Natural Antioxidants for Non-alcoholic Fatty Liver Disease

Molecular Targets and Clinical Perspectives

Federico Salomone; Justyna Godos; Shira Zelber-Sagi


Liver International. 2016;36(1):5-20. 

In This Article

Flavanols (Flavan-3-ols): Green and Black Tea Polyphenols

Green tea, extracted from the leaves of Camellia sinensis, is the second most consumed beverage worldwide after coffee. Its content in antioxidants, such as polyphenols, has been considered a possible explanation for the demonstrated beneficial effects on human metabolism.[23] Tea major polyphenols are represented by flavanols, in particular catechins, which have been shown to exert several beneficial effects on health. Epigallocatechin-3-gallate (EGCG) is the most abundant catechin found in green tea accounting for 50–75% of the catechins.[24] EGCG has been extensively studied for its metabolic properties. Klaus et al. showed that chronic dietary EGCG promotes gene expression of UCP-2 in the liver of mice fed HFD,[25] indicating a stimulating activity of EGCG on thermogenesis, an effect which has been confirmed also for acute administration.[26] Bose et al. showed reduced insulin resistance and liver steatosis in mice fed a western diet plus EGCG,[27] whereas Kuzu et al. demonstrated that EGCG intake improves steatosis and inflammation in rats fed a high fat diet by reducing lipid peroxidation and CYP2E1 expression and restoring GSH levels.[28] The ability of EGCG to inhibit hepatic stellate cells activation has been demonstrated in several in vitro studies including human HSC.[29] Recently, Xiao et al. showed that intraperitoneal EGCG is able to reduce liver fibrosis in a rodent model of NASH by suppressing oxidative stress and inhibiting NFkB, Akt and TGF/SMAD signaling.[30] Although results from clinical trials for obesity appear contradictory,[31] there is a significant molecular rationale for studies in patients with NASH. Another mechanism through which liver steatosis could be limited by tea flavonoids has been suggested to be an inhibition of LDL oxidation by enhancing endothelium-bound extracellular superoxide dismutase (EC-SOD) activity, a major antioxidative enzyme in the vasculature.[32]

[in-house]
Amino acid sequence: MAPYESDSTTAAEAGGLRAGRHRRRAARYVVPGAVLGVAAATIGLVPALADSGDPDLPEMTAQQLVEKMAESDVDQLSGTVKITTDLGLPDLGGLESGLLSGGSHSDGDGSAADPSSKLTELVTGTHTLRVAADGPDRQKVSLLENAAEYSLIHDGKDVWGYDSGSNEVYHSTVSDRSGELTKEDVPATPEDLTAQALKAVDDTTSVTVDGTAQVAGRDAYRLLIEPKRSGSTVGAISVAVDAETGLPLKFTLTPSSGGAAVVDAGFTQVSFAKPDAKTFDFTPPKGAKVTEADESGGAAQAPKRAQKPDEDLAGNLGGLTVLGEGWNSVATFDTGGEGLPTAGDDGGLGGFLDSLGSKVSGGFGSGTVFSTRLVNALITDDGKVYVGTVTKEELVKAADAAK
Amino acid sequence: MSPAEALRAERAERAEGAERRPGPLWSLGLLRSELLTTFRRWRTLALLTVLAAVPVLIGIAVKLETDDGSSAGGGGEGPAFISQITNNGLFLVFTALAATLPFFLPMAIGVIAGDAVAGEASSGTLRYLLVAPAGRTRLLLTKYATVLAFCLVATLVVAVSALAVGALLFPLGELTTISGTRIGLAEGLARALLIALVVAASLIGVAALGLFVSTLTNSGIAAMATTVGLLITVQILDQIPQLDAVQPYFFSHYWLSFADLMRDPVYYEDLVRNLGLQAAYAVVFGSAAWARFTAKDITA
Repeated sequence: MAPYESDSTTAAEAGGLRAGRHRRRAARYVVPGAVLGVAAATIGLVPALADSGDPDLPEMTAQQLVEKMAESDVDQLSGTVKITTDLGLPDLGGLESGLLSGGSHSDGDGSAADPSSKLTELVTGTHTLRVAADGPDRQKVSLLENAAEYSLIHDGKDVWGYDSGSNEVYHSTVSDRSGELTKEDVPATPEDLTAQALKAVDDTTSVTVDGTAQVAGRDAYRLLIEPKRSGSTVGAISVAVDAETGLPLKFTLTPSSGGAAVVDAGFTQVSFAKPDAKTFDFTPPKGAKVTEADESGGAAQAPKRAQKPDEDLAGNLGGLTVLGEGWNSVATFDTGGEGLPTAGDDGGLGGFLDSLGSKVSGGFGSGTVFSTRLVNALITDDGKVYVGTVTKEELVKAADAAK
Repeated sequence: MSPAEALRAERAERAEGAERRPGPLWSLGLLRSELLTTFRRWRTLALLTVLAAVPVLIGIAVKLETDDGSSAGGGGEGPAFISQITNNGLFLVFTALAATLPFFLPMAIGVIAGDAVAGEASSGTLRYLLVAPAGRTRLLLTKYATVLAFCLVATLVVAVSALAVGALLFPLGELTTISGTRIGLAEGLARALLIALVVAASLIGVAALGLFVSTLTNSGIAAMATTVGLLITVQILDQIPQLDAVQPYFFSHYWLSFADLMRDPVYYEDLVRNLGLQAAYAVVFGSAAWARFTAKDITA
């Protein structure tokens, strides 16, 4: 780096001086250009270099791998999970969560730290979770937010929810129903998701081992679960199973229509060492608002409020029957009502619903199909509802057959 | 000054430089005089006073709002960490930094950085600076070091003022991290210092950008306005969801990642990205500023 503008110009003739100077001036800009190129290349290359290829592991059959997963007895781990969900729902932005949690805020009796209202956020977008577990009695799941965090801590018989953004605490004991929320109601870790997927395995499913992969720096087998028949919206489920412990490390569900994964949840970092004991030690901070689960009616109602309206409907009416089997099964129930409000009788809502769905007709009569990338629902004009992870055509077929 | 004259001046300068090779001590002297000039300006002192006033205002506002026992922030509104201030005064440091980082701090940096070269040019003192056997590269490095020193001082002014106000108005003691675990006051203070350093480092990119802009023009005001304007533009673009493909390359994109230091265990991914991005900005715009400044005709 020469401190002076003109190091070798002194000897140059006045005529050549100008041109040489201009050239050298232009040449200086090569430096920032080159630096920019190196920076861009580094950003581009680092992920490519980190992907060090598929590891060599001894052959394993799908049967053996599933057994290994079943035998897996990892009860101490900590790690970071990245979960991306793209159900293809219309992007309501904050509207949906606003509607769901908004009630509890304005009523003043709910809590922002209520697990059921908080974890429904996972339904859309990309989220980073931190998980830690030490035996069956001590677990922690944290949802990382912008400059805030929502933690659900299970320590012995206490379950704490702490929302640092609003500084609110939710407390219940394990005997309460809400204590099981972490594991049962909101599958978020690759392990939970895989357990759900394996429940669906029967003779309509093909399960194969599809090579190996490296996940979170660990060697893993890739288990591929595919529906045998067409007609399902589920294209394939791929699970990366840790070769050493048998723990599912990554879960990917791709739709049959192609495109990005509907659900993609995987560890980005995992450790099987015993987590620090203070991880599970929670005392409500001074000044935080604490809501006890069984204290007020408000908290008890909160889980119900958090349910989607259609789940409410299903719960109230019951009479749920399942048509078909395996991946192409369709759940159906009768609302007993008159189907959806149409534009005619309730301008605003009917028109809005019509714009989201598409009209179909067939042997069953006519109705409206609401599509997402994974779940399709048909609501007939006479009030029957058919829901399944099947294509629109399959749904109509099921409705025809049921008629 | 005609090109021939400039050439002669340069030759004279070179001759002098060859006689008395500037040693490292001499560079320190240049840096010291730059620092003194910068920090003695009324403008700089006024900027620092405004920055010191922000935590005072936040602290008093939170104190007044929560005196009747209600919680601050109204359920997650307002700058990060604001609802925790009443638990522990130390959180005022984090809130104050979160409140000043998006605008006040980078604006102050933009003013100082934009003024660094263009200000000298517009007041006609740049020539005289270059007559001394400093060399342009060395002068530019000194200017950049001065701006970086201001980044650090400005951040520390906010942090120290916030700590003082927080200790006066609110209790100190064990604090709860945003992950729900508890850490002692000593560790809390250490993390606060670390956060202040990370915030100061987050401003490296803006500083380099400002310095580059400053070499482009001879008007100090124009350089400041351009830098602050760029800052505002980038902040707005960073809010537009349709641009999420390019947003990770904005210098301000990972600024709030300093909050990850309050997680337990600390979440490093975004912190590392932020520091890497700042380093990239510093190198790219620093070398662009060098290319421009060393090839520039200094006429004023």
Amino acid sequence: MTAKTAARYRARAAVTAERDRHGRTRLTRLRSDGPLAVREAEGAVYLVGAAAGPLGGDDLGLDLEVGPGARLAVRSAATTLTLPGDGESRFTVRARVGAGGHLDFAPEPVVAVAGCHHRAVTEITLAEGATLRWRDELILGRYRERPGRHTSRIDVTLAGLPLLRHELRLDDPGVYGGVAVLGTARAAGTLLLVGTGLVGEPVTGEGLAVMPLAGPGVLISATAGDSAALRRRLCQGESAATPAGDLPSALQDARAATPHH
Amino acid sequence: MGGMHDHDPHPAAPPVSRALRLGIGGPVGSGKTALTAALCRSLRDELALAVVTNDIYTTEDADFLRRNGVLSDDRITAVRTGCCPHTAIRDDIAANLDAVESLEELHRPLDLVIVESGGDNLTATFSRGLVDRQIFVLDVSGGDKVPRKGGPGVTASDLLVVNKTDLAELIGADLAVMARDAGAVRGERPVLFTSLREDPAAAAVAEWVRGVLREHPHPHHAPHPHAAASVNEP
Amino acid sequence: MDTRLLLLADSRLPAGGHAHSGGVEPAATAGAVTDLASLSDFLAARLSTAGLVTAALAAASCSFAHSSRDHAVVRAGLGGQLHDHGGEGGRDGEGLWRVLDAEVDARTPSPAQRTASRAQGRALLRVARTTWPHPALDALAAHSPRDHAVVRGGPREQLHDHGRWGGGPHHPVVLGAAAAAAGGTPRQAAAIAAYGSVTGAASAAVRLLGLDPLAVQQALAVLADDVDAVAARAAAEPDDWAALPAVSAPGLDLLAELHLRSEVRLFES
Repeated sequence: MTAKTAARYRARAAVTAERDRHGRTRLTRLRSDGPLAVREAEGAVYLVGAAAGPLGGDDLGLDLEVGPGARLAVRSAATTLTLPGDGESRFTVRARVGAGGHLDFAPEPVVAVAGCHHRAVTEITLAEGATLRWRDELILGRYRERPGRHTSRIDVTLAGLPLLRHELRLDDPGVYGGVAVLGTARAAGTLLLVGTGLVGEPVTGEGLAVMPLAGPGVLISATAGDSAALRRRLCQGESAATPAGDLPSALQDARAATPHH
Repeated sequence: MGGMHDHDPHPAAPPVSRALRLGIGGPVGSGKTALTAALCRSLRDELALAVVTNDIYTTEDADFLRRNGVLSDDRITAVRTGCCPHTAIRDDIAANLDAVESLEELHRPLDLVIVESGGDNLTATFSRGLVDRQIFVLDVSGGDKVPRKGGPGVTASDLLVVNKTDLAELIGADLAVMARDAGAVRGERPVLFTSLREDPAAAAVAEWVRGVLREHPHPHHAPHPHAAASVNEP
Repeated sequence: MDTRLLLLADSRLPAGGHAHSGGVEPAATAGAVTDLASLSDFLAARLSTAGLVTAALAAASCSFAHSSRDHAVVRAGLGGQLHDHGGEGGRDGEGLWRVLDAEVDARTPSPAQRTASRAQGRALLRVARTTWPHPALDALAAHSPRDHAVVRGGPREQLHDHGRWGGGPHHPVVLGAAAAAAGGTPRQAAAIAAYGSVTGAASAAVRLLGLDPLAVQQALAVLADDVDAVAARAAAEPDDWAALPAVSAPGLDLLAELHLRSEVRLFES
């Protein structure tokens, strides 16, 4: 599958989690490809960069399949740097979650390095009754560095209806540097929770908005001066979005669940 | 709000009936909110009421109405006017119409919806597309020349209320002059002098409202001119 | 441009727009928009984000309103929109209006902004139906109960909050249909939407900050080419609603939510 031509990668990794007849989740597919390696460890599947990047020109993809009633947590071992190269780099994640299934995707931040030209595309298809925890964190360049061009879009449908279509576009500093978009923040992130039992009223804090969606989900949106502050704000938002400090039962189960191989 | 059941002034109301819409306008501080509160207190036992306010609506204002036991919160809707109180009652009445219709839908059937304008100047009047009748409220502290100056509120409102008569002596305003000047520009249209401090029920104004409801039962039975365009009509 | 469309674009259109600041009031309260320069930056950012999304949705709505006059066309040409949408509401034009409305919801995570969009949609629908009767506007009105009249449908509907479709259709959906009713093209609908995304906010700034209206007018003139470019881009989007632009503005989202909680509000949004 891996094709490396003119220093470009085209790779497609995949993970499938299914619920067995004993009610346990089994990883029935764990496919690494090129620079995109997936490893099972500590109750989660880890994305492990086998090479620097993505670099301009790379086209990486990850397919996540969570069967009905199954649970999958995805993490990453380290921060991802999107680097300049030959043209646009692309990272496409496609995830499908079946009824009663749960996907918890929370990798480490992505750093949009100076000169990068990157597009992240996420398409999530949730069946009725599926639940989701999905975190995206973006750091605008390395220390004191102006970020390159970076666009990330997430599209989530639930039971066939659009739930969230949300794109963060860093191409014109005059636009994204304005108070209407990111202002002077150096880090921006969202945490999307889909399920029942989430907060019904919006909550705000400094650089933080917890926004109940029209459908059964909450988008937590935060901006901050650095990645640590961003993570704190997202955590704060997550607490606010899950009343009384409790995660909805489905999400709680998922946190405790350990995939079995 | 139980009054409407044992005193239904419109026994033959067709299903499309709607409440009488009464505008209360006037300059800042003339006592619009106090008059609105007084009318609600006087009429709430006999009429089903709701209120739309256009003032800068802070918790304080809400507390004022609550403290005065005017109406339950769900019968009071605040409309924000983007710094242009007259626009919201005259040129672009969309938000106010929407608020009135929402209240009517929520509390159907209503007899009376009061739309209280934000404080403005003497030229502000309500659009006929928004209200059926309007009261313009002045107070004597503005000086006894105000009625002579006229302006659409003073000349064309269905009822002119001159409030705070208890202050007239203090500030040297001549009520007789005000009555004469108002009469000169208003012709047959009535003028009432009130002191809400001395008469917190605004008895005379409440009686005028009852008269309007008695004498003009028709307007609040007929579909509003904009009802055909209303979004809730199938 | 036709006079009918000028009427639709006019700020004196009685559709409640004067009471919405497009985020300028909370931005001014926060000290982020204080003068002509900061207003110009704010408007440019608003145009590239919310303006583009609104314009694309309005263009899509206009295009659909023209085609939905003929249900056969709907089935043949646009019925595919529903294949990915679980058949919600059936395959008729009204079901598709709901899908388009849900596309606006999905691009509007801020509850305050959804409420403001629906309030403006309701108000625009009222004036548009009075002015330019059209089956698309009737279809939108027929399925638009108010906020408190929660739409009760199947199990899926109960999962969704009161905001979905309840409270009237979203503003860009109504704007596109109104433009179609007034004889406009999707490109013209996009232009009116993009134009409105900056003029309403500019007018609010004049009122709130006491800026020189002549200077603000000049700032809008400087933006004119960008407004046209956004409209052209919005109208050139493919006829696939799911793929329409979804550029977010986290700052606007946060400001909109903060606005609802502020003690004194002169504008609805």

Theaflavins are another group of flavanols contained in black tea, including theaflavin-1, theaflavin-3-gallate and theaflavin-3,3'-digallate. Theaflavins have been demonstrated to be more effective than green tea catechins in reducing lipid accumulation by inducing beta-oxidation through AMPK activation in HepG2 cells and in the livers of HFD-fed mice.[33] In addition, dietary theaflavin-1 reduces hepatic steatosis and inflammation in mice fed methionine-choline-deficient diet through reduced ROS and inflammatory cytokines production.[34]